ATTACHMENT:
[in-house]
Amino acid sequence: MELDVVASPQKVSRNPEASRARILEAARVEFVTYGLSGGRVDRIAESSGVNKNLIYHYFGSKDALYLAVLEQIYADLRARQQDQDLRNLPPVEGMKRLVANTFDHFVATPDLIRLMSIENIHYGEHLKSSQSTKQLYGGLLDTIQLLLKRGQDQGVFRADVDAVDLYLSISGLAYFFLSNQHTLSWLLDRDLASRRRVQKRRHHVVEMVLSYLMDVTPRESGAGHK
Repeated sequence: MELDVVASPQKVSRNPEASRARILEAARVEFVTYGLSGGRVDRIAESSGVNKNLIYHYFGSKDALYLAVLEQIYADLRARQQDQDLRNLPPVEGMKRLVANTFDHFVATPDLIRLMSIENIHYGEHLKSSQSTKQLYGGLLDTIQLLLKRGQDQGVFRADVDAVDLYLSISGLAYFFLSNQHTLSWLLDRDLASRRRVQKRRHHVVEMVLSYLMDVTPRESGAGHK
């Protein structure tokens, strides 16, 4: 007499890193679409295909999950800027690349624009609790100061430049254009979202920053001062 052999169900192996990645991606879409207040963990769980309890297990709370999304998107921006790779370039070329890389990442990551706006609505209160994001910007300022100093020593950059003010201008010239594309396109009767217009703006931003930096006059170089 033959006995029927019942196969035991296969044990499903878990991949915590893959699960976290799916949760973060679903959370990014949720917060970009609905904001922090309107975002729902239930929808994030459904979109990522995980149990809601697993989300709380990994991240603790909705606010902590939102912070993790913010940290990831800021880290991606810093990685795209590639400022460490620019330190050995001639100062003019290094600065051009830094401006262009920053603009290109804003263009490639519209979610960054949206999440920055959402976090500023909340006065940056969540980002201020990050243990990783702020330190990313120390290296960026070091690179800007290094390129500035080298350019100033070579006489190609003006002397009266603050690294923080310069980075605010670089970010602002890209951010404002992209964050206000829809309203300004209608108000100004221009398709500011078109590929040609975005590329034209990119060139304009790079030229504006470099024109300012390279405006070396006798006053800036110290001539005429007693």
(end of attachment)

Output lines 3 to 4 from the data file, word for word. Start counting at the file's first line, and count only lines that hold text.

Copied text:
Repeated sequence: MELDVVASPQKVSRNPEASRARILEAARVEFVTYGLSGGRVDRIAESSGVNKNLIYHYFGSKDALYLAVLEQIYADLRARQQDQDLRNLPPVEGMKRLVANTFDHFVATPDLIRLMSIENIHYGEHLKSSQSTKQLYGGLLDTIQLLLKRGQDQGVFRADVDAVDLYLSISGLAYFFLSNQHTLSWLLDRDLASRRRVQKRRHHVVEMVLSYLMDVTPRESGAGHK
């Protein structure tokens, strides 16, 4: 007499890193679409295909999950800027690349624009609790100061430049254009979202920053001062 052999169900192996990645991606879409207040963990769980309890297990709370999304998107921006790779370039070329890389990442990551706006609505209160994001910007300022100093020593950059003010201008010239594309396109009767217009703006931003930096006059170089 033959006995029927019942196969035991296969044990499903878990991949915590893959699960976290799916949760973060679903959370990014949720917060970009609905904001922090309107975002729902239930929808994030459904979109990522995980149990809601697993989300709380990994991240603790909705606010902590939102912070993790913010940290990831800021880290991606810093990685795209590639400022460490620019330190050995001639100062003019290094600065051009830094401006262009920053603009290109804003263009490639519209979610960054949206999440920055959402976090500023909340006065940056969540980002201020990050243990990783702020330190990313120390290296960026070091690179800007290094390129500035080298350019100033070579006489190609003006002397009266603050690294923080310069980075605010670089970010602002890209951010404002992209964050206000829809309203300004209608108000100004221009398709500011078109590929040609975005590329034209990119060139304009790079030229504006470099024109300012390279405006070396006798006053800036110290001539005429007693």